In the last issue in September, we reported that a one-off Voluntary Retirement (VR) Scheme was launched for application by eligible officers of 59 designated grades where there was identified or anticipated staff surplus problem. In the past three months, we had finished the processing of applications under the Scheme and all applicants were informed of the results of their applications on 12 December 2000.

Departure of VR takers

Out of about 11,000 applications received, about 8 900 were approved and some 1 200 were held in abeyance pending the outcome of further management reviews by the Food and Environmental Hygiene Department on alternative and effective modes of delivering their services. Some 250 were disapproved due to operational reasons and another about 650 were withdrawn before 12 December 2000. Except for a few departments which require a longer period, say two to three years, to release the successful applicants, the majority of the VR-takers will be released from duties for retirement under the Scheme in 2001. As the VR-takers will be leaving in phases, and that approval is subject to exigencies of services, we believe that the provision and quality of public services will not be unduly affected.

Benefits of the VR Scheme

In view of the positive response to the VR Scheme, we envisage that the staff surplus problem in the majority of VR grades could largely be reduced or will become manageable. The implementation of the Scheme has also helped bring about long term savings to the Government because the same number of posts will have to be deleted following the departure of VR takers from the Civil Service and departments/grades can introduce more cost-effective initiatives in the delivery of public service. Allowing for the necessary cost to be incurred for alternative modes of service delivery where the services are still required, it is estimated that we can achieve a net savings of $977 million per annum. The amount thus saved could then be redeployed for the provision of other essential services for the benefit of the entire Civil Service and community at large.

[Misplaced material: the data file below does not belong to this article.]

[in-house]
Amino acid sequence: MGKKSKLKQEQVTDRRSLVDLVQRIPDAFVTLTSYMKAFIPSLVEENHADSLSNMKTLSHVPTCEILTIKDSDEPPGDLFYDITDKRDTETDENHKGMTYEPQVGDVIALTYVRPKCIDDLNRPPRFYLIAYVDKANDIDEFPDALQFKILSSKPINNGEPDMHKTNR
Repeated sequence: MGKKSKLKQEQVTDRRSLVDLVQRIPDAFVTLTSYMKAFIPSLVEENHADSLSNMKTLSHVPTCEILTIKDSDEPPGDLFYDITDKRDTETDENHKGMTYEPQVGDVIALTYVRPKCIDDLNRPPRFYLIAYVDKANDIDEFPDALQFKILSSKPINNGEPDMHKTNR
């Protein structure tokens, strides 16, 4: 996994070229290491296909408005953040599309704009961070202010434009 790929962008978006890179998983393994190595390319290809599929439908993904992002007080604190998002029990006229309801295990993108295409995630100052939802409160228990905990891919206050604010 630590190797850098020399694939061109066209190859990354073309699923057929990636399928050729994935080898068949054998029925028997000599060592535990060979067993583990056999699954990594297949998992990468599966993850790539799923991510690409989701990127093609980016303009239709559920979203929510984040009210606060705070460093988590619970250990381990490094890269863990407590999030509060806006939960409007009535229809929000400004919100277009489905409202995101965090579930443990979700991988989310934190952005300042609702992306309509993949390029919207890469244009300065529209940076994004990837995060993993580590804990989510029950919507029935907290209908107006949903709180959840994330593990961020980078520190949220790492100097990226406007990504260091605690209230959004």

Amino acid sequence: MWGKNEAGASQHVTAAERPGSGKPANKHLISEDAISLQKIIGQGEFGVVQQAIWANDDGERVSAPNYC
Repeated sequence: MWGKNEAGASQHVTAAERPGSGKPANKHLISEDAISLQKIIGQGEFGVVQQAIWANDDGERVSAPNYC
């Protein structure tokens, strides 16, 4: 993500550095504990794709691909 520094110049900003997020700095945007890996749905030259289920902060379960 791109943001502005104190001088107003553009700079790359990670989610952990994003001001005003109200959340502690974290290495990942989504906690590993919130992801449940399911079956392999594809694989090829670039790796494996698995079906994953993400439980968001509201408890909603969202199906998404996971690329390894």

Days Ahead........

Following the departure of VR-takers, it is important to provide training and necessary assistance to staff remaining in the service. We will pay particular attention to this group of staff in our three-year Training and Development Programme to be launched from 2001/02. Meanwhile, with the departure of officers of longer service and higher seniority, we expect that staff who remain in the service will have a better promotion prospect overall.

Staff who will soon retire under Voluntary Retirement Scheme may continue to approach the Staff Resource Centre set up at the Civil Service Training and Development Institute at the North Point Government Offices for information and related assistance on job-transition and other learning opportunities.


Civil Service Bureau
January 2001


Web Accessibility Conformance